People are openly speculating to Mark Zuckerberg that Facebook's crises will totally destroy his legacy
- Mark Zuckerberg was grilled by European lawmakers in Brussels during his tour of Europe this week.
- As well as asking the Facebook CEO about his handling of the Cambridge Analytica, fake news, and election meddling scandals, EU politicians raised questions about Zuckerberg's legacy.
- He was asked by one lawmaker if Facebook's woes mean he will be remembered as a "genius who created a digital monster that is destroying our democracies and societies."
- Zuckerberg has been reflecting on his legacy more after having children.
Facebook CEO Mark Zuckerberg may have walked away from Europe without having to answer any big questions, but his time away from Menlo Park would still have been a punishing experience.
In a preposterously formatted hearing at the European Parliament on Tuesday, Zuckerberg was subjected to 40 minutes of eye-watering monologues from EU lawmakers, who surrounded him like they were taking part in a ritual flagellation.
The politicians, from all different ends of the political spectrum, posed questions about a collection of Facebook crises over the past 18 months, including the Cambridge Analytica data breach, election interference, and fake news.
So far, so familiar for Zuckerberg. But one important new theme did emerge from the session: The idea that Facebook's woes will damage on Zuckerberg's legacy.
The starkest analysis was offered by Guy Verhofstadt, the European Parliament's Brexit coordinator and a man who has become famous for trolling Britain's decision to leave the EU. Finger-wagging at Zuckerberg over his thick-rimmed glasses, the Belgian said:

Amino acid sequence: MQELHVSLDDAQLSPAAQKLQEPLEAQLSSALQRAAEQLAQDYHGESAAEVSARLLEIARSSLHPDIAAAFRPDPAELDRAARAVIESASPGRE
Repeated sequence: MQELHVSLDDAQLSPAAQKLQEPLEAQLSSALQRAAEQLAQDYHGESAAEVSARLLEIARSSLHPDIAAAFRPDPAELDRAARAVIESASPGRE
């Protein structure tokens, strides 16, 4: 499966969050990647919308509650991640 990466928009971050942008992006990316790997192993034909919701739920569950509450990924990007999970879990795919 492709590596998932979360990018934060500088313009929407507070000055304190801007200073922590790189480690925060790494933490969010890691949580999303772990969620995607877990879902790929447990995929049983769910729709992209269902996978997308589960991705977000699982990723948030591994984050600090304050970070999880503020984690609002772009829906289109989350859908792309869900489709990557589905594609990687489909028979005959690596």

"You have to ask yourself how you will be remembered. As one of the big three internet giants, together with Steve Jobs and Bill Gates, who have enriched our world and our societies. Or on the other hand, a genius who created a digital monster that is destroying our democracies and societies. That is a question you have to put to yourself, for yourself."
Reflecting on the hearing to Business Insider, another EU politician asked if Zuckerberg wants to go down in history as the man who let Vladimir Putin "trash" democracy or the man who built a social network for the wider good.
During the session, Zuckerberg stared back at Verhofstadt grimly. His expression was almost haunted as he contemplated what the European lawmaker was asking him. And we know from Zuckerberg's recent comments that the exchange may have been a gut punch.
It was only in January that the 34-year-old multi-billionaire admitted that he was giving more thought to his legacy after becoming a father. "It's important to me that when Max and August grow up that they feel like what their father built was good for the world," Mark Zuckerberg told The New York Times.
It's a mission that contrasts with a company mired in scandal, and which can impact almost every major world democracy. And it is why Zuckerberg said sorry again, laying out his plans to take action by investigating data scraping apps and being more transparent about election interference.
Facebook remains in remarkably decent shape, according to usage figures published by Business Insider over the weekend, so it would hasty to jump to conclusions about how Zuckerberg will be remembered. On the evidence of his European tour, his legacy is under threat. But while Facebook remains popular with users, he has time to salvage his record in the history books.
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